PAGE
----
Getting closer, but if you are talent, this is really basic. There is a lack of trust going on here, in that you may not be providing true-blue value to the company. They are likely feeling you out, to see how long you will accept this. Or they may feel that working for them is a feather in your cap. If you are talented, never work for someone who believes they are the shit. Their ego is just going to get in the way of the work anyway. Look for the studio/agency that stays warm, never hot. Cool doesn’t pay your bills.

$55,000:
Stay about 6 months, or make sure it’s a trial period of 90 days, at which time it would be fair to ask for a revaluation of your value in the company.
If not, consider moving on.

$60,000:
Value is just beginning to be apparent, but you are justified in asking for more, or taking this for a period of 120 days as a trial.

$65,000:
The studio likes you, you can build on this foundation.

$70,000:
Your value is becoming clearer, and in a small studio setting you are likely a cornerstone of the creative process.

$75,000:
This is a great place for you to build your career and sharpen your skills.

$80,000:
Common.

$90,000:
Yes this happens.

$100,000:
Yes this happens.


Larger entity with creative support, proper project managers, studio support staff, and some large-fish clients, a company with 25–700+ full time employees:

$45,000:
Completely inappropriate. They see you as a junior designer/fresh graduate. Or, they believe their clout is part of your pay. Step away, there’s too much kool-aid here to pay your bills.

$50,000:
They’ve recently had budget cuts or have too many high paid staff to compensate you fairly. Something is going on to justify this rate, and it’s likely out of your control. Look elsewhere for fair compensation.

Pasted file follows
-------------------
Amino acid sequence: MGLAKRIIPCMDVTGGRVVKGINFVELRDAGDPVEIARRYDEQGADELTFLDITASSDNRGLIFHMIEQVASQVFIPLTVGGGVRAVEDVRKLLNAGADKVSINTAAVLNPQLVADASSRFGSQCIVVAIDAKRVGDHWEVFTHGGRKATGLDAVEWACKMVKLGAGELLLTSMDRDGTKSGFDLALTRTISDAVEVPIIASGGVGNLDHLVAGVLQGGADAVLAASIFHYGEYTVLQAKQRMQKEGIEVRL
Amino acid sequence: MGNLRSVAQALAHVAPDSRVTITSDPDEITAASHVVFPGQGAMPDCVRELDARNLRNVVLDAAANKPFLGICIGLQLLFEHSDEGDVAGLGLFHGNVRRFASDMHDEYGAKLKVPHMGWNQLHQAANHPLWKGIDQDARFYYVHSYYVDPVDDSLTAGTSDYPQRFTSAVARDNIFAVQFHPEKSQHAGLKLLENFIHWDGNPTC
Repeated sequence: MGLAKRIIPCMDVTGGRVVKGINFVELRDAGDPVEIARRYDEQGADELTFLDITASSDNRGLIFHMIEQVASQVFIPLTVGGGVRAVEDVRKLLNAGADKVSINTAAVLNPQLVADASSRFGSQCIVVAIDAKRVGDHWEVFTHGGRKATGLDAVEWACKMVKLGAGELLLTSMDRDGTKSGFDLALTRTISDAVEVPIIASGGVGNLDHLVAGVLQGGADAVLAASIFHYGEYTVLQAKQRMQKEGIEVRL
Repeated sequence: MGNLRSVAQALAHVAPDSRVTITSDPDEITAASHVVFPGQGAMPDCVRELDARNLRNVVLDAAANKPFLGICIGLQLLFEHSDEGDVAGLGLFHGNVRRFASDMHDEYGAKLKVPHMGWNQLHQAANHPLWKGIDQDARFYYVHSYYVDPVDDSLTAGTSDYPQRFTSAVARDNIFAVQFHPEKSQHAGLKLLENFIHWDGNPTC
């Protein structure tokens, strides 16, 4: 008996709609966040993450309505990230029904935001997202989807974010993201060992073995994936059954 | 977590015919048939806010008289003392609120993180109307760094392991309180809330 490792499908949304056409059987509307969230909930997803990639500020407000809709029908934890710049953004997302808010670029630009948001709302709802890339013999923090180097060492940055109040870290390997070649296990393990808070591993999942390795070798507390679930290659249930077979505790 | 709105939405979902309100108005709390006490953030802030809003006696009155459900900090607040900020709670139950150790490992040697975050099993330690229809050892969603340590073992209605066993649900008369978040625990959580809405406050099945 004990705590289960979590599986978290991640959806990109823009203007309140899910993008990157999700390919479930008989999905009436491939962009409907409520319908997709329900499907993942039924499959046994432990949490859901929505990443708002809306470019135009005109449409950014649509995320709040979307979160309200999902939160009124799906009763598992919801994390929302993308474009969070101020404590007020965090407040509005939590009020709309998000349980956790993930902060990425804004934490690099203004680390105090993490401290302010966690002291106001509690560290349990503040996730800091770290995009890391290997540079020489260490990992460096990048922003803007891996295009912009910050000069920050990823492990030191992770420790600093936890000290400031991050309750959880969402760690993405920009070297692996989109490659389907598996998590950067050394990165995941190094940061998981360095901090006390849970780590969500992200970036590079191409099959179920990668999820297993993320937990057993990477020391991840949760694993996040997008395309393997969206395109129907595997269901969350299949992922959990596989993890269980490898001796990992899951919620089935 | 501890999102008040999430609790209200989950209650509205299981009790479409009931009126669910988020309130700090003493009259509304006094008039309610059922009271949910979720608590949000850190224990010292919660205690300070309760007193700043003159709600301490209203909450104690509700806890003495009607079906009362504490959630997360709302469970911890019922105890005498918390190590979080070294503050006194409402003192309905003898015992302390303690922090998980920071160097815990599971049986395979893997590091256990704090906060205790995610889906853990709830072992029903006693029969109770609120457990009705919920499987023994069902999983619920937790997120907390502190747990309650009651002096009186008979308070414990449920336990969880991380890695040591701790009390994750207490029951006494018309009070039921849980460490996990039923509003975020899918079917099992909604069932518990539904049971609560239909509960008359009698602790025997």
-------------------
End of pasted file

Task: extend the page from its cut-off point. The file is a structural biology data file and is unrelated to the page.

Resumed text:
$55,000:
Don’t stay long at all, focus on the human connections/relationships as there are likely to be opportunities with them outside the company later. It’s a small industry, people remember nice workers.

$60,000:
The first signs of life, this may be a trial period to test you out.

$65,000:
Value is beginning to be apparent.

$70,000:
This may be a place to grow and flex your creative muscles.

$75,000:
These people know your work and like you, and value your ideas.

$80,000:
You may be a key member of the creative team, and their clients may even be informed about you and your status in the company.

$90,000:
You are seen as an invaluable creative, and the company actively sought you out for that thing you do really well.

$95,000:
Based on the size of the company, you are managing creative teams in a dynamic, creatively engaging and challenging environment.

$100,000:
Rarer, but not unfair, based on your talent. Most companies of this size cannot support this. If they can and do, treat this company with affection, they are going out on a limb for you. It’s also worth noting your time. If you are expected to work more than 60 hours per week at this rate all the time, then you are obviously earning less for your time. Be wary of the companies that expect you to hand your whole life to them, for a six-figure salary. You are not a machine, and you should not be guilted into a work nightmare with money. Find the balance, it does exist, and it is OK to require your life to SPARKLE.

$110,000:
Yes this happens.

$120,000:
Yes this happens.

$130,000:
Yes this happens.

In this field, you are going to get an offer, so please prepare to make a counter-offer. If your initial offer is more than 30% lower than your value, consider it a serious red flag and start talking to other entities.

Do not take offers because they are the only ones in front of you, it is your responsibility to accumulate offers. It is fair to play offers off one another to get closer to your rate. It is common practice, and though some employers resent it, they do the same with their vendors on a daily basis.

Do not shy away from explaining your value and standing by it.
Sometimes that means walking away from money on the table.

If you are talented, the money will come. If you are emotionally intelligent, can see AND hear people, large amounts of money will come. Just you wait.

Paying Freelancers

Many companies hire extra talent on an as-needed basis when they get busier than they predicted. This happens so often that legions of creative talent can spend their entire careers hopping in and out of agencies in a single city, or even around the globe. There has been disturbing activity lately around Portland where agencies are simply taking what they pay a full time staff member, and dividing that by the number of days or weeks they need a freelancer, and offering it to them!

For example, if a company pays $95k for full time creative talent, that means they are paying about $8k per month, or $50 per hour for that full time staff member.